The lyric essay is important in the same way poems are important, that there are certain things that are so complicated and so deep and there are so many tentacles that the only way I know how to express that is in the lyric essay or in a poem, and I’m not looking for answers there, but to say look at this thing: there’s so many legs and so many arms and there’s so many ways of it being understood. That feels important, but it also feels important to be able to sometimes say there are some things in real life—and I can’t tell you, Ander, how many people have come up to me, especially after the poetry book, and they tell me their brother or their son, their lover or their wife, their daughter is caught in this river of addiction, or they have somebody they want to give the book too. That feels like I’m making a bit of a difference, and when I die, I hope that something I did made a little tiny bit of a difference. It’s never going to be a big difference, but all you can do is hope that our work makes a difference in somebody’s life.

I might have told you this story a long time ago, but many years ago I wrote a poem called “Cajun” (reproduced below) and years after I wrote it, somebody contacted me, this woman who lives in an area of Southwest Louisiana, and she said she’d had that poem on her refrigerator for a really long time, and it got all kinds of stains on it, and she couldn’t read it anymore, and she couldn’t afford to buy the book again, and would I send her another copy of the poem? I said yeah, obviously, and I can’t tell you how happy that made me. A refrigerator is an altar. You put important photographs on there. I thought about that conversation a lot, that the poem meant so much to her, she put it on her refrigerator. That’s sort of what I hope for this book—nobody’s going to put it on their refrigerator, but for some specific audiences, it’ll feel like a place they can go to and get inside of. The thing is, there are a lot of books that deal with addiction, like self-help books, very prosy, or look-how-I-survived books, but this book is much different. It’s not a how-to. It is a story of one woman’s struggle with a child that she loved and was sometimes estranged from, and had connections with in other ways. Maybe that story will matter to people.

Ander: Coming back, I was thinking about, that it’s a commonplace that you can’t market a book like this. I have another friend who was trying to sell a book in which she’s writing about a miscarriage, and it was extremely difficult for them of course, and many agents have told her that you just can’t sell a book like that, but at the same time, so many people have experiences with miscarriages or losing a child, or with addiction in their families. When I read Fifty Miles, I think a lot about my dad. It’s a book that has so many connections to so many people, that it’s bizarre that many people don’t think of as something that they would seek out. I guess you don’t go seeking out a book that’s not going to be uplifting or instructional, but it’s beautiful, and it moves me reading it, and I’m glad that people are finding their way to it—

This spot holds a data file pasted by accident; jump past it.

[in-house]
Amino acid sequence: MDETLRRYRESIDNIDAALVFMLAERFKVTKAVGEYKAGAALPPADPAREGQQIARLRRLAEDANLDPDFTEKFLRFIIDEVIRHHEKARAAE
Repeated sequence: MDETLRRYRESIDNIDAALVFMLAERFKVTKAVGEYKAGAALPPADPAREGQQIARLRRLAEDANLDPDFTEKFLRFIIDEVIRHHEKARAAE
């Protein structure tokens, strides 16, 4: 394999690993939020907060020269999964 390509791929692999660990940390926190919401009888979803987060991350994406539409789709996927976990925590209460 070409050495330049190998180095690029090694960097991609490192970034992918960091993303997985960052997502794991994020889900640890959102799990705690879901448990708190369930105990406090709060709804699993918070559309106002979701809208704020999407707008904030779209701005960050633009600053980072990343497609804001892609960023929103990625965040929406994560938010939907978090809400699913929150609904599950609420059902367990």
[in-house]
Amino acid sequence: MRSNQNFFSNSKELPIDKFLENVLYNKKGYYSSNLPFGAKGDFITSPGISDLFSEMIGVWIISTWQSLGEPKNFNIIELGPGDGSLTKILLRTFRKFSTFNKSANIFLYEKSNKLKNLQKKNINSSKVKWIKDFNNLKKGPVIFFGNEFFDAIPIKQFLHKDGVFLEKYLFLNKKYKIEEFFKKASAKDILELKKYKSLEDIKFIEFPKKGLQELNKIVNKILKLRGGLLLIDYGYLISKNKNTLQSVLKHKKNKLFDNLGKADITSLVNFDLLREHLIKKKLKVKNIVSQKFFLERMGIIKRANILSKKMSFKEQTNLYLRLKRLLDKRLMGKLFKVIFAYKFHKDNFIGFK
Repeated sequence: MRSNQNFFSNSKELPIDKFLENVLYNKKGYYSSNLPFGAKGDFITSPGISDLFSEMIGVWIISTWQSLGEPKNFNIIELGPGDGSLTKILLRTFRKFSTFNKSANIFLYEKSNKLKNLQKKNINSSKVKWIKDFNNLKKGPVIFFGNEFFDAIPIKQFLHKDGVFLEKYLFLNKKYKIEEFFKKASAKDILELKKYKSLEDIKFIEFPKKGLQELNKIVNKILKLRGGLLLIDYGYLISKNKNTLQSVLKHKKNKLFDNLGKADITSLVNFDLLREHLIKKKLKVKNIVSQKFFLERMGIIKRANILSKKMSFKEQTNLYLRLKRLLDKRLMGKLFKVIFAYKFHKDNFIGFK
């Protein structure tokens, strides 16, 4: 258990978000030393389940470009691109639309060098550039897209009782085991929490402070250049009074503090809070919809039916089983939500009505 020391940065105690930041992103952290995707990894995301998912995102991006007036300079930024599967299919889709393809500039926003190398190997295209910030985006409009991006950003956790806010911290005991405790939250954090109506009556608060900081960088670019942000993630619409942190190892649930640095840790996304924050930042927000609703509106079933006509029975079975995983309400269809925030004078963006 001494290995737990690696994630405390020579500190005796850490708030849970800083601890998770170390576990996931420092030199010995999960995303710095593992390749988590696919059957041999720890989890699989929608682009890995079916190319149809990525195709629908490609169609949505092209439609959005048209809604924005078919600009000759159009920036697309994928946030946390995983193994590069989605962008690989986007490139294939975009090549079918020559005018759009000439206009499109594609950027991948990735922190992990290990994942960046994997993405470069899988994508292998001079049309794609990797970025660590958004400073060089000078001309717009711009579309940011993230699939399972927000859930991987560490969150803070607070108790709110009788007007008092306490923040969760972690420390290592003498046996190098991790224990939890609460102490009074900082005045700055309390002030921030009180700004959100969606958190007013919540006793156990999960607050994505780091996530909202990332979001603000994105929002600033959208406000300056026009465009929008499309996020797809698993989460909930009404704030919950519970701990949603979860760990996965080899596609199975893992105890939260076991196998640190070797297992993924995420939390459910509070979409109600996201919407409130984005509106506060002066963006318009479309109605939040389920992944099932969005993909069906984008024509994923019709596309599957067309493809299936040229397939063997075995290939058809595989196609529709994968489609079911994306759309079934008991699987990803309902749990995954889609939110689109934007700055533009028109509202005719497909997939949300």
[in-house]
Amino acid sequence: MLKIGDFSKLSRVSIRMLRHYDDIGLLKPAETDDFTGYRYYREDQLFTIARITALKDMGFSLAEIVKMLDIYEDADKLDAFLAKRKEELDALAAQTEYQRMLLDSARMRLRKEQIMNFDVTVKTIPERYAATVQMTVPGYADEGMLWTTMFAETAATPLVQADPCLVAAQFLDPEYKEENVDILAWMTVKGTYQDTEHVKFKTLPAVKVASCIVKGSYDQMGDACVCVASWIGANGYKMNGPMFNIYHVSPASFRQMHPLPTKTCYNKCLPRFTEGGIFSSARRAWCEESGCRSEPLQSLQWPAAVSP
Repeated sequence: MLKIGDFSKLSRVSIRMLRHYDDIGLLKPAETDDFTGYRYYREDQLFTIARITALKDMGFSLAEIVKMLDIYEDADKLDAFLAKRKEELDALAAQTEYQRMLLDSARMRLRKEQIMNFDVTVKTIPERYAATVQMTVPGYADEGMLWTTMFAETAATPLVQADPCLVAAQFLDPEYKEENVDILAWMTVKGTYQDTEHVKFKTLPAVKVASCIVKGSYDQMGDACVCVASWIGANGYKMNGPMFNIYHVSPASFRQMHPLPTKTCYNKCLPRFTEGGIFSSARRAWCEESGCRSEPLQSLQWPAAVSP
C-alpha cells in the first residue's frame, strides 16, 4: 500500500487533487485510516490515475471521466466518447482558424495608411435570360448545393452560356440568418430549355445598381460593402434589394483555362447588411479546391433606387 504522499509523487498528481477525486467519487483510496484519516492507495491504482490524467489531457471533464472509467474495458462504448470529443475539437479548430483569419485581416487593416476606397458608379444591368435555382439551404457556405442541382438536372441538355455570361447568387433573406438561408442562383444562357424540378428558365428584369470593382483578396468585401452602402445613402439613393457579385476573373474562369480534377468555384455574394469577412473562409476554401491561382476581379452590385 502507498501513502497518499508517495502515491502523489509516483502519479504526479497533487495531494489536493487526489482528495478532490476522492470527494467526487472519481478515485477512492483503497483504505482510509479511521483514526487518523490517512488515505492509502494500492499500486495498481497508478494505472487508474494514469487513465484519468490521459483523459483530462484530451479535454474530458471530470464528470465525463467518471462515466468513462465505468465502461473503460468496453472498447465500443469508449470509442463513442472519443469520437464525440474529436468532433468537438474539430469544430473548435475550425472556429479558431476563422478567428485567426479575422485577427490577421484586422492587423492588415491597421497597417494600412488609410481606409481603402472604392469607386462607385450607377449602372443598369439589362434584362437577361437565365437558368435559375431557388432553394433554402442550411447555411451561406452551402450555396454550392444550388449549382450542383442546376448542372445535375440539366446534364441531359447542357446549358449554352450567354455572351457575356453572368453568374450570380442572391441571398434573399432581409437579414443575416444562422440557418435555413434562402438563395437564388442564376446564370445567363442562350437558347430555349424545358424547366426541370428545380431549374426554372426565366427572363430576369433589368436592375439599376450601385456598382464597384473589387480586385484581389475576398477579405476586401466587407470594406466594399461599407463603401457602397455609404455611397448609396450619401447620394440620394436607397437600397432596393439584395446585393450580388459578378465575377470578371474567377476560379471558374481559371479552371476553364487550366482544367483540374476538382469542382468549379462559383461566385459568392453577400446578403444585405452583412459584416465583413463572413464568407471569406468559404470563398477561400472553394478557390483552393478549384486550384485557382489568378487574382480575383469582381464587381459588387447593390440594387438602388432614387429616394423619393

Sheryl: I would read just about any book that’s beautiful. There’s a guy, not a lyric writer. I don’t know if you know Russell Shortos work? He’s a little more journalistic, but I love his writing so much. He writes a lot about the Netherlands, and about New Amsterdam, New York. I told him one day—I had him come out to read at Chatham—that I would read anything he wrote. There’s a reason to read my book, I hope, because there’s beauty there, and there are moments in the book that I hope rise to the level where people would be moved reading them, but there’s no happy ending. For a commercial press to have published it, it would have to have a happy ending. It would have to be much less various, more narrative, and I didn’t want to do that.

Ander: I also appreciate the move not to just strand us at the down point of the story. If you end after section two, we’re in a different emotional place, or after section three. I hadn’t thought about what it would be like without the final essay. It would be a different book ending on section three—still a reasonable way, we’re finding a way out of the dungeon—but the fourth section really brings us all the way out, with a call to action. Here’s a thing that I’ve been doing, and I believe in strongly, and it’s a powerful move out of that and to surface from the book.

I really love the book and hope that it will continue to find its way to people who will encounter it on its own terms, and will find it beautiful in the way that I do. So thanks for that.

I want to take the word back into my body, back
from the northern restaurants with their neon signs
announcing it like a whore. I want it to be private again,
I want to sink back into the swamps that are nothing
like these clean restaurants, the swamps
with their mud and jaws and eyes that float
below the surface, the mud and jaws and eyes
of food or death. I want to see my father’s father’s
hands again, scarred with a life of netting and trapping,
thick gunk of bayou under his fingernails,
staining his cuticles, I want to remember the pride he took
gutting and cleaning what he caught; his were nothing
like the soft hands and clipped fingernails that serve us
in these restaurants cemented in land, the restaurants nothing
like the houses we lived and died in, anchored in water,
trembling with every wind and flood. 
And what my father’s mother knew:
how to make alligator tail sweet, how to cut up
muscled squirrel or rabbit, or wild duck,
cook it till it was tender, spice it and mix it all up
with rice that soaked up the spice and game so that
it all filled your mouth, thick and sticky, tasting
like blood and cayenne. And when I see the signs
on the restaurants, Cajun food served here,
it’s like a fish knife ripping my belly, and when I see
them all eating the white meat of fat chickens
and market cuts of steak or fish someone else
has caught cooked cajun stye, I feel it
again, the word’s been stolen, like me,

from Let it Be a Dark Roux: New and Selected Poems

Sheryl St. Germain has published six poetry books, three essay collections, and co-edited two anthologies. Her latest collection of essays, Fifty Miles, appeared in January 2020 with Etruscan Press. She lives in Pittsburgh where she is co-founder of the Words Without Walls program. In addition to numerous awards for her work, including two NEA grants, in 2018 she was the recipient of The Louisiana Writer Award, presented annually by the Louisiana Center for the Book. 
Ander Monson is one of the curators of this site. His newest books are The Gnome Stories and I Will Take the Answer, both from Graywolf